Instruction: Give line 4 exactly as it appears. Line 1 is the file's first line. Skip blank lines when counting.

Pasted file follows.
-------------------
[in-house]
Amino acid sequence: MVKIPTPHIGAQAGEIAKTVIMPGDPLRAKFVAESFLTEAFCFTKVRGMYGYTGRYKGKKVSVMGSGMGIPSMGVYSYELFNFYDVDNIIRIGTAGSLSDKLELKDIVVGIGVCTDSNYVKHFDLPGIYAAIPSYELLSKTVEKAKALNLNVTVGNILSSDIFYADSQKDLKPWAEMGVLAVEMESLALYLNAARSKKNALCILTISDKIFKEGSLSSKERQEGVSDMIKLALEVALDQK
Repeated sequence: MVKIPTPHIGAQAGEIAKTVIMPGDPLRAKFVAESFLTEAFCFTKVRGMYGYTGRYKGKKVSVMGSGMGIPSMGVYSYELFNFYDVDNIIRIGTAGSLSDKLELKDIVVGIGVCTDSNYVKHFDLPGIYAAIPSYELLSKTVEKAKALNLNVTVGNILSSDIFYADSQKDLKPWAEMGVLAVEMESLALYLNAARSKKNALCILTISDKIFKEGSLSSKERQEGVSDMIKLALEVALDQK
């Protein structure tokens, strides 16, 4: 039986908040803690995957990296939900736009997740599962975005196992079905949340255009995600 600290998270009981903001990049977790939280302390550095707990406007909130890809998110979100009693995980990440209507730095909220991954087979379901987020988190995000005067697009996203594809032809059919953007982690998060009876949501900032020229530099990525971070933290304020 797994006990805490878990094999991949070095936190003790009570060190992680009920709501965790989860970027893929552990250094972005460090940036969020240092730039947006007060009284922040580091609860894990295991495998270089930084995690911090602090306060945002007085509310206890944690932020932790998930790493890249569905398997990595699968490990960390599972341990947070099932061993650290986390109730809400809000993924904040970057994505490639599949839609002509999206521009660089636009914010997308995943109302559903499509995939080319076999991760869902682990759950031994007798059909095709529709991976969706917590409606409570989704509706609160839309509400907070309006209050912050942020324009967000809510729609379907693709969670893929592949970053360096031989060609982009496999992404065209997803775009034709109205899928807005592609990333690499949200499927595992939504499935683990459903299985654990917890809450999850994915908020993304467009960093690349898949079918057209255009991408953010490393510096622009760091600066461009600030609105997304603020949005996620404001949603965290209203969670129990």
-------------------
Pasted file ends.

């Protein structure tokens, strides 16, 4: 039986908040803690995957990296939900736009997740599962975005196992079905949340255009995600 600290998270009981903001990049977790939280302390550095707990406007909130890809998110979100009693995980990440209507730095909220991954087979379901987020988190995000005067697009996203594809032809059919953007982690998060009876949501900032020229530099990525971070933290304020 797994006990805490878990094999991949070095936190003790009570060190992680009920709501965790989860970027893929552990250094972005460090940036969020240092730039947006007060009284922040580091609860894990295991495998270089930084995690911090602090306060945002007085509310206890944690932020932790998930790493890249569905398997990595699968490990960390599972341990947070099932061993650290986390109730809400809000993924904040970057994505490639599949839609002509999206521009660089636009914010997308995943109302559903499509995939080319076999991760869902682990759950031994007798059909095709529709991976969706917590409606409570989704509706609160839309509400907070309006209050912050942020324009967000809510729609379907693709969670893929592949970053360096031989060609982009496999992404065209997803775009034709109205899928807005592609990333690499949200499927595992939504499935683990459903299985654990917890809450999850994915908020993304467009960093690349898949079918057209255009991408953010490393510096622009760091600066461009600030609105997304603020949005996620404001949603965290209203969670129990």